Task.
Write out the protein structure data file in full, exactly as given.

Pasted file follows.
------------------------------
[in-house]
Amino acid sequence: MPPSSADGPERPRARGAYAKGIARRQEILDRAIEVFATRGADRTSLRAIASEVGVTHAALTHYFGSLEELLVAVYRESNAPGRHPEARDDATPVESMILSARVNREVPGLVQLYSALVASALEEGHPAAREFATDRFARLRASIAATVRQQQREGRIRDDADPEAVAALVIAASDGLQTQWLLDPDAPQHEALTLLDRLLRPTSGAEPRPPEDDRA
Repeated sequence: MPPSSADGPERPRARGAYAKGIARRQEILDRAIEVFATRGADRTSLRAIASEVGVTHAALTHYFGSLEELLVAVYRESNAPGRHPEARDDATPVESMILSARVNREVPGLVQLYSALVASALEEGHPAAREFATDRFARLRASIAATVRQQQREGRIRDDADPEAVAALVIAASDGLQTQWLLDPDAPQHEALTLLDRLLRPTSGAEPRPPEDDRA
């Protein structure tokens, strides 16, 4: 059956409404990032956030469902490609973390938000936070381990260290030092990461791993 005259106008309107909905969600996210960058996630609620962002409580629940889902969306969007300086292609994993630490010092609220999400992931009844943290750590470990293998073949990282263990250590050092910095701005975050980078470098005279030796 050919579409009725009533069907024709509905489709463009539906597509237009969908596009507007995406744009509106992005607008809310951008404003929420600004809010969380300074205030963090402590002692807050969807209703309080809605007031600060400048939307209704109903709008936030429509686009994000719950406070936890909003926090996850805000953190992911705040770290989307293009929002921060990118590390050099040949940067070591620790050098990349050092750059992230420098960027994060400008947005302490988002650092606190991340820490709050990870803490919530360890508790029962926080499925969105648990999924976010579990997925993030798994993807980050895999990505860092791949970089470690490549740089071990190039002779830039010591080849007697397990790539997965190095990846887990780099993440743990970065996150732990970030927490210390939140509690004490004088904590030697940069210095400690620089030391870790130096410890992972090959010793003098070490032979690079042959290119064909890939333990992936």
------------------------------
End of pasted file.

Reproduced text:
[in-house]
Amino acid sequence: MPPSSADGPERPRARGAYAKGIARRQEILDRAIEVFATRGADRTSLRAIASEVGVTHAALTHYFGSLEELLVAVYRESNAPGRHPEARDDATPVESMILSARVNREVPGLVQLYSALVASALEEGHPAAREFATDRFARLRASIAATVRQQQREGRIRDDADPEAVAALVIAASDGLQTQWLLDPDAPQHEALTLLDRLLRPTSGAEPRPPEDDRA
Repeated sequence: MPPSSADGPERPRARGAYAKGIARRQEILDRAIEVFATRGADRTSLRAIASEVGVTHAALTHYFGSLEELLVAVYRESNAPGRHPEARDDATPVESMILSARVNREVPGLVQLYSALVASALEEGHPAAREFATDRFARLRASIAATVRQQQREGRIRDDADPEAVAALVIAASDGLQTQWLLDPDAPQHEALTLLDRLLRPTSGAEPRPPEDDRA
């Protein structure tokens, strides 16, 4: 059956409404990032956030469902490609973390938000936070381990260290030092990461791993 005259106008309107909905969600996210960058996630609620962002409580629940889902969306969007300086292609994993630490010092609220999400992931009844943290750590470990293998073949990282263990250590050092910095701005975050980078470098005279030796 050919579409009725009533069907024709509905489709463009539906597509237009969908596009507007995406744009509106992005607008809310951008404003929420600004809010969380300074205030963090402590002692807050969807209703309080809605007031600060400048939307209704109903709008936030429509686009994000719950406070936890909003926090996850805000953190992911705040770290989307293009929002921060990118590390050099040949940067070591620790050098990349050092750059992230420098960027994060400008947005302490988002650092606190991340820490709050990870803490919530360890508790029962926080499925969105648990999924976010579990997925993030798994993807980050895999990505860092791949970089470690490549740089071990190039002779830039010591080849007697397990790539997965190095990846887990780099993440743990970065996150732990970030927490210390939140509690004490004088904590030697940069210095400690620089030391870790130096410890992972090959010793003098070490032979690079042959290119064909890939333990992936």